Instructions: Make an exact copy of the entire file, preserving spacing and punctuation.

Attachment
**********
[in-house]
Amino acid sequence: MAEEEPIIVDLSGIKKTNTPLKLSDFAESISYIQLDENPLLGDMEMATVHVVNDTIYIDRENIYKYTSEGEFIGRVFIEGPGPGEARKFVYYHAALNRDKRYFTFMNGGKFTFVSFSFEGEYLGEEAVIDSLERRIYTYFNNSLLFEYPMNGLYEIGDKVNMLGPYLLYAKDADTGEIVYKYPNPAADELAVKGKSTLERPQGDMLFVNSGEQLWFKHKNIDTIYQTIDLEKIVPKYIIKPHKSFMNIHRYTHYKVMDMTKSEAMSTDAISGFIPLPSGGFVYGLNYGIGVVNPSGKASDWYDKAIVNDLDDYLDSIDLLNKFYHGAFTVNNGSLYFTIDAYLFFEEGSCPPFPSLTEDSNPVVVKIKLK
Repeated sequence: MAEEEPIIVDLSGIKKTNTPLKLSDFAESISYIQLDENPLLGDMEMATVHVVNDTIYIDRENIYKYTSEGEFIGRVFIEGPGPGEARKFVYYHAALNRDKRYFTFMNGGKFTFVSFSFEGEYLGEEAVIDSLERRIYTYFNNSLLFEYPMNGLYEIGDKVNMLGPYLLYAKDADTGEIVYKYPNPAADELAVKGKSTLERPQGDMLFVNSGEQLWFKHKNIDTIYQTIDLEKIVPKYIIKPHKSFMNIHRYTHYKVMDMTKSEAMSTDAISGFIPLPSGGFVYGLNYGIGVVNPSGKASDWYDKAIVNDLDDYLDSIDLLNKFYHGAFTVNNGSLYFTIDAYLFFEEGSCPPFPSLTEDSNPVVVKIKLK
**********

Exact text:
[in-house]
Amino acid sequence: MAEEEPIIVDLSGIKKTNTPLKLSDFAESISYIQLDENPLLGDMEMATVHVVNDTIYIDRENIYKYTSEGEFIGRVFIEGPGPGEARKFVYYHAALNRDKRYFTFMNGGKFTFVSFSFEGEYLGEEAVIDSLERRIYTYFNNSLLFEYPMNGLYEIGDKVNMLGPYLLYAKDADTGEIVYKYPNPAADELAVKGKSTLERPQGDMLFVNSGEQLWFKHKNIDTIYQTIDLEKIVPKYIIKPHKSFMNIHRYTHYKVMDMTKSEAMSTDAISGFIPLPSGGFVYGLNYGIGVVNPSGKASDWYDKAIVNDLDDYLDSIDLLNKFYHGAFTVNNGSLYFTIDAYLFFEEGSCPPFPSLTEDSNPVVVKIKLK
Repeated sequence: MAEEEPIIVDLSGIKKTNTPLKLSDFAESISYIQLDENPLLGDMEMATVHVVNDTIYIDRENIYKYTSEGEFIGRVFIEGPGPGEARKFVYYHAALNRDKRYFTFMNGGKFTFVSFSFEGEYLGEEAVIDSLERRIYTYFNNSLLFEYPMNGLYEIGDKVNMLGPYLLYAKDADTGEIVYKYPNPAADELAVKGKSTLERPQGDMLFVNSGEQLWFKHKNIDTIYQTIDLEKIVPKYIIKPHKSFMNIHRYTHYKVMDMTKSEAMSTDAISGFIPLPSGGFVYGLNYGIGVVNPSGKASDWYDKAIVNDLDDYLDSIDLLNKFYHGAFTVNNGSLYFTIDAYLFFEEGSCPPFPSLTEDSNPVVVKIKLK